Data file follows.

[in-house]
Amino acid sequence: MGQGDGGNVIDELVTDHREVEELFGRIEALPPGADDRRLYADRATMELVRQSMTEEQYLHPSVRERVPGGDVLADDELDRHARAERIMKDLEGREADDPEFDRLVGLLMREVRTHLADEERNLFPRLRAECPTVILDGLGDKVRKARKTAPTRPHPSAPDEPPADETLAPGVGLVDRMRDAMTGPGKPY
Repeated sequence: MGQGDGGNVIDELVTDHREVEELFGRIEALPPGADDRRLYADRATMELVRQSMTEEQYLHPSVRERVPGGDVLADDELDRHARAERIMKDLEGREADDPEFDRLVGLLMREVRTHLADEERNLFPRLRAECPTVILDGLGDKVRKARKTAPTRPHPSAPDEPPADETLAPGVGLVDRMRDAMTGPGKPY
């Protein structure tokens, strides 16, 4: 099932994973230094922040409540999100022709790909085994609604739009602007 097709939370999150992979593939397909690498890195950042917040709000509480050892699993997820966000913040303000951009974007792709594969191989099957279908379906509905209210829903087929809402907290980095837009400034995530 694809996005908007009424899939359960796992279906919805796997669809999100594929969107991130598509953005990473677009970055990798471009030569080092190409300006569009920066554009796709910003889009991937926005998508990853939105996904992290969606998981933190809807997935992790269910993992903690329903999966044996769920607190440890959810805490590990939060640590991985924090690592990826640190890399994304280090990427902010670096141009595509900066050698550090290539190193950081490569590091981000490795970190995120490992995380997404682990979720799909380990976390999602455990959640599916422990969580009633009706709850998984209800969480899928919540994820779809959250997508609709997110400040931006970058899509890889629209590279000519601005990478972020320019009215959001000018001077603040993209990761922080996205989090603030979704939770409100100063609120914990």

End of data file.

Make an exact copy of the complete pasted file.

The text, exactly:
[in-house]
Amino acid sequence: MGQGDGGNVIDELVTDHREVEELFGRIEALPPGADDRRLYADRATMELVRQSMTEEQYLHPSVRERVPGGDVLADDELDRHARAERIMKDLEGREADDPEFDRLVGLLMREVRTHLADEERNLFPRLRAECPTVILDGLGDKVRKARKTAPTRPHPSAPDEPPADETLAPGVGLVDRMRDAMTGPGKPY
Repeated sequence: MGQGDGGNVIDELVTDHREVEELFGRIEALPPGADDRRLYADRATMELVRQSMTEEQYLHPSVRERVPGGDVLADDELDRHARAERIMKDLEGREADDPEFDRLVGLLMREVRTHLADEERNLFPRLRAECPTVILDGLGDKVRKARKTAPTRPHPSAPDEPPADETLAPGVGLVDRMRDAMTGPGKPY
């Protein structure tokens, strides 16, 4: 099932994973230094922040409540999100022709790909085994609604739009602007 097709939370999150992979593939397909690498890195950042917040709000509480050892699993997820966000913040303000951009974007792709594969191989099957279908379906509905209210829903087929809402907290980095837009400034995530 694809996005908007009424899939359960796992279906919805796997669809999100594929969107991130598509953005990473677009970055990798471009030569080092190409300006569009920066554009796709910003889009991937926005998508990853939105996904992290969606998981933190809807997935992790269910993992903690329903999966044996769920607190440890959810805490590990939060640590991985924090690592990826640190890399994304280090990427902010670096141009595509900066050698550090290539190193950081490569590091981000490795970190995120490992995380997404682990979720799909380990976390999602455990959640599916422990969580009633009706709850998984209800969480899928919540994820779809959250997508609709997110400040931006970058899509890889629209590279000519601005990478972020320019009215959001000018001077603040993209990761922080996205989090603030979704939770409100100063609120914990």